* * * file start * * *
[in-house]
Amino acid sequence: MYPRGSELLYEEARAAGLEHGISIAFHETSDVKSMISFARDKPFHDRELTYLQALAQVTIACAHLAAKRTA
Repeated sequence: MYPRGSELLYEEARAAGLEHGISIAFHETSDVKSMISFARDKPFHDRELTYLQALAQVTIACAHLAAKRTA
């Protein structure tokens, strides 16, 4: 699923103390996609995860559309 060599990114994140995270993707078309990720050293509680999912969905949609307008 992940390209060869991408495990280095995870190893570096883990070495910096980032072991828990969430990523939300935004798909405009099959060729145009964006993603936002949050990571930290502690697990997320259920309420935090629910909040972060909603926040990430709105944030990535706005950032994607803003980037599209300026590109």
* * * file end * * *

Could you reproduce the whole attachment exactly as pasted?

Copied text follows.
[in-house]
Amino acid sequence: MYPRGSELLYEEARAAGLEHGISIAFHETSDVKSMISFARDKPFHDRELTYLQALAQVTIACAHLAAKRTA
Repeated sequence: MYPRGSELLYEEARAAGLEHGISIAFHETSDVKSMISFARDKPFHDRELTYLQALAQVTIACAHLAAKRTA
């Protein structure tokens, strides 16, 4: 699923103390996609995860559309 060599990114994140995270993707078309990720050293509680999912969905949609307008 992940390209060869991408495990280095995870190893570096883990070495910096980032072991828990969430990523939300935004798909405009099959060729145009964006993603936002949050990571930290502690697990997320259920309420935090629910909040972060909603926040990430709105944030990535706005950032994607803003980037599209300026590109």